Open Data

What is open data?

“Content or data is open if anyone is free to use, reuse, and redistribute it — subject only, at most, to the requirement to attribute and/or share-alike.”

What is an open data portal?

We define an open data portal as an open data database resource that should consist of (at minimum) the following attributes:

  • only open data

The inclusion of non-open data would make the labeling of an open data portal incorrect and inaccurate. Problems can arise when a portal contains both open and non-open data, but is only covered by a single license.

  • appropriate data license and terms of use (to ensure ‘openness’)

Ensure protection of providers of information and users of information, and to ensure that data remains free to use for any of the users’ purposes.

  • be available in one or more of the standard file formats which include: shp., .csv, .kml, .xml, .pdf.

Standardizing data formats makes it easier for data to be translatable and used. Proving standard file formats ensures that users can rely on fewer programs to manipulate data,  a user will not have to learn multiple programs to use one type of data and therefore be more efficient and usable.

  • be in an organized and navigable database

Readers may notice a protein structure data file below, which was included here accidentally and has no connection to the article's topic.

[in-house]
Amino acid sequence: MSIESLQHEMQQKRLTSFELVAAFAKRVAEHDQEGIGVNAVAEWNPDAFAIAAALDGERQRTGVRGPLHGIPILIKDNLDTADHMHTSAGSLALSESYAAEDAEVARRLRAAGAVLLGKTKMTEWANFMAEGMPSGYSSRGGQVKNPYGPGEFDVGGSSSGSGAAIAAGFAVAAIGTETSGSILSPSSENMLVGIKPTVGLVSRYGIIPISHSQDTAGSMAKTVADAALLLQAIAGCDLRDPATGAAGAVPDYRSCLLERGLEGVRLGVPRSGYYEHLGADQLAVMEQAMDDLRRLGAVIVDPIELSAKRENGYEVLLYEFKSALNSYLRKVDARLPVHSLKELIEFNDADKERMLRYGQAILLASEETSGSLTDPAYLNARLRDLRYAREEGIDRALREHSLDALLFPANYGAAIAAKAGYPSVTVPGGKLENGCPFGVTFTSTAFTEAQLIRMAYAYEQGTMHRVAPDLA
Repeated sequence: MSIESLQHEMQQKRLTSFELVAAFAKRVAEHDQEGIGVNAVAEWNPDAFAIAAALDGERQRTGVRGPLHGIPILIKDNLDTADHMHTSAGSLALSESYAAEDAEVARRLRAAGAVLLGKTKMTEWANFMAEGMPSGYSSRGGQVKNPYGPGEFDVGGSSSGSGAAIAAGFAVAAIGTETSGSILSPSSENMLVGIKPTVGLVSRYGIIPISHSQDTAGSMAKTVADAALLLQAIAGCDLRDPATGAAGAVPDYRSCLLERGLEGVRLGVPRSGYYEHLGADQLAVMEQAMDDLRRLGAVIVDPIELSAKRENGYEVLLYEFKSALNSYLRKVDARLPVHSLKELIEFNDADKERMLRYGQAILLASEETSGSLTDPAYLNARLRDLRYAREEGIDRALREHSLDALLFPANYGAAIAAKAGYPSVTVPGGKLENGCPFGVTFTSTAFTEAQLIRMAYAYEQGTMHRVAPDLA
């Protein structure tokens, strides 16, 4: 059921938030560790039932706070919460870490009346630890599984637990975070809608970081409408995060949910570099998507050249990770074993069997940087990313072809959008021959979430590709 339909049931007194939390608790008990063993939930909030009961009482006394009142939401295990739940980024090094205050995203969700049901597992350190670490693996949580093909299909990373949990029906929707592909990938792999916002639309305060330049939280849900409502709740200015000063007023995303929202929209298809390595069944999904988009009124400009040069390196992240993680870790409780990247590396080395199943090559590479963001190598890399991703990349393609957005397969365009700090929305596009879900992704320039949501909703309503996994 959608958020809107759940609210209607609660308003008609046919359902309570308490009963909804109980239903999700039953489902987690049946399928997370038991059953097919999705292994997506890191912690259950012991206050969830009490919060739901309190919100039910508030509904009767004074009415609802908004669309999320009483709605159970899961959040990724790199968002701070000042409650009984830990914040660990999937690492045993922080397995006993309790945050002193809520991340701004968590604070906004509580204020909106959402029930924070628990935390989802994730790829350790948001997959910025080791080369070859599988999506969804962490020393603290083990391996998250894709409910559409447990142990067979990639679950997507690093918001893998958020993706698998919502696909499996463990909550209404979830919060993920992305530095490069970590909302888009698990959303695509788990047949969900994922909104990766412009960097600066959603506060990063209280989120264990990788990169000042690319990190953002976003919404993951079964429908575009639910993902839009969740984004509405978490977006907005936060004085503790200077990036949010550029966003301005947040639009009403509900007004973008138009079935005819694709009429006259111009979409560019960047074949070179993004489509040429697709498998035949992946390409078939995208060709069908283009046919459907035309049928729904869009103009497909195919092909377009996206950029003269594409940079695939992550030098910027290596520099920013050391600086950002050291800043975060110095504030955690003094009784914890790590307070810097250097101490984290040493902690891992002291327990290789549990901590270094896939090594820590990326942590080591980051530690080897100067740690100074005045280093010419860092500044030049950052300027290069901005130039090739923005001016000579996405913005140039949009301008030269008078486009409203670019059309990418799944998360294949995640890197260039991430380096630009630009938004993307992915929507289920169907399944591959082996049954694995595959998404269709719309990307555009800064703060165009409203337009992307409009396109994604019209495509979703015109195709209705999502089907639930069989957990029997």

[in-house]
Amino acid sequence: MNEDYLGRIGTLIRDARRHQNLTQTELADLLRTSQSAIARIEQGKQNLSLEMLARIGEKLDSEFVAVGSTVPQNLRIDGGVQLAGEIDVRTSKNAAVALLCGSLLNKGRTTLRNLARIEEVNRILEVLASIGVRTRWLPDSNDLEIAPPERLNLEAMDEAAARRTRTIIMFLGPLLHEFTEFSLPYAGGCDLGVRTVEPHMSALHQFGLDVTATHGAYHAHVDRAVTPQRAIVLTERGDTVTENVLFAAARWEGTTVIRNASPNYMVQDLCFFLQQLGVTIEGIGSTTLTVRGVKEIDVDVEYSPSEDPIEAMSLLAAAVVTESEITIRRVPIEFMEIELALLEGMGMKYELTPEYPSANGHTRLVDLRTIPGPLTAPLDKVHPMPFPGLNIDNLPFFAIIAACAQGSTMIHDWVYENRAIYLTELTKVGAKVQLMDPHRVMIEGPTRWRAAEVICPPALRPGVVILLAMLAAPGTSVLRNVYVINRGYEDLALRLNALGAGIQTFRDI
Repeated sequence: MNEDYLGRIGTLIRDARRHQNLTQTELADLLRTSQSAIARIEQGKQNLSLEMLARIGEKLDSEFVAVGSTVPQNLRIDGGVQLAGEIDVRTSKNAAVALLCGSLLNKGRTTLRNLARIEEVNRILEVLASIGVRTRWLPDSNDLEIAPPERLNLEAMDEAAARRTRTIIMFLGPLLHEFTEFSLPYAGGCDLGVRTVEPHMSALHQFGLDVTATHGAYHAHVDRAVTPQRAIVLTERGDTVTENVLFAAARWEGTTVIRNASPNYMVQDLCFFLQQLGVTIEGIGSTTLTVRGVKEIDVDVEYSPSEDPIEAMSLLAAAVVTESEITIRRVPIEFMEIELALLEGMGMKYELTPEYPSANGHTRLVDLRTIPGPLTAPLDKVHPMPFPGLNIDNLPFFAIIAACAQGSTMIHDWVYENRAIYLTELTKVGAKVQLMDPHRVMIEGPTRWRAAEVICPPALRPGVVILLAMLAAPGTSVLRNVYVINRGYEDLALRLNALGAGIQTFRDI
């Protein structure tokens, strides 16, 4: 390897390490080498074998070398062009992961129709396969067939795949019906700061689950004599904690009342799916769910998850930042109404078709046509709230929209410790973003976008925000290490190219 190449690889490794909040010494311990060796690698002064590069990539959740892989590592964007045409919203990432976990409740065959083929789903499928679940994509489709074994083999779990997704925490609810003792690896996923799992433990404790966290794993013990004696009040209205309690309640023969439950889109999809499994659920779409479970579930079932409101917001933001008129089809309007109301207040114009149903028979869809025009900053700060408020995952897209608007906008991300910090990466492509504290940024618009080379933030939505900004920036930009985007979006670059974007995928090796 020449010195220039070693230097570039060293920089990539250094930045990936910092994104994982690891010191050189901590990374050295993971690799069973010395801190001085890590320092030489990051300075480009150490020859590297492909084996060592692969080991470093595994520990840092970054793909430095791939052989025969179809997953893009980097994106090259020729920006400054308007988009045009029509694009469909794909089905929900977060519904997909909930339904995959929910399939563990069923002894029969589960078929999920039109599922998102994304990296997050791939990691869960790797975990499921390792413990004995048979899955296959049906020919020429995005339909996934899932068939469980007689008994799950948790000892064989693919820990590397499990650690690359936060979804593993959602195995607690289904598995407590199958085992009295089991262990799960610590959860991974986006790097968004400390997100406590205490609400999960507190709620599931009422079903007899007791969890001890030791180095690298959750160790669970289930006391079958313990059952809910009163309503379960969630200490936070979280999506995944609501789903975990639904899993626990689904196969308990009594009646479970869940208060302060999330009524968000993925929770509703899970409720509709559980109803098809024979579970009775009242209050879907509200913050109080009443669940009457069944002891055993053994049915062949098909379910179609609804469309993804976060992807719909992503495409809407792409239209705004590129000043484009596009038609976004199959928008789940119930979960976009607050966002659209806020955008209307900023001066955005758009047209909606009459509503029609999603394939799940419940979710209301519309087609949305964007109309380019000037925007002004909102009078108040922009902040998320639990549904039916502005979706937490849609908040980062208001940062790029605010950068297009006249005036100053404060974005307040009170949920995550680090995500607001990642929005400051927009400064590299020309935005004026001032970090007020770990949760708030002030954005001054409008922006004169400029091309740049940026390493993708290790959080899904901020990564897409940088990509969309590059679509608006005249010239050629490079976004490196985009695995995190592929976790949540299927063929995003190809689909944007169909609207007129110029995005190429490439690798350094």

Organization and navigability of a database is important for accessibility and management.  Users need to be able to find all the information that they seek if it is available. Organizing data makes maintenance and updating data easier for administrators.

  • be regularly maintained and updated

An open data portal ceases to be an efficient and reliable resource if its data is incomplete, or outdated. An open data portal needs to be maintained on a regular basis in order to benefit from making open data available to all users.

  • can be accessed without restriction, and instantaneously upon request

This is from the definition of open data, that it be free to access and available to all users. Any restrictions, whether it be time or fees is not conducive to the provision of open data and is counter-productive.


What should an open data license consist of?

This is a much more difficult question to answer. As seen in the data licenses of various Canadian data portals, there are differing interpretations of what open data consists of, and therefore varying levels of ‘openness’ among Canadian open data portals. In addition to the increasing number of open data portals, there are even more existing data portals from different government organisations that offer free downloads of data (although not with an open data license). This has created a situation where data in Canada is available from (too) many sources, but data is not equally accessible to the public and instead depends on the type of data and its owner.

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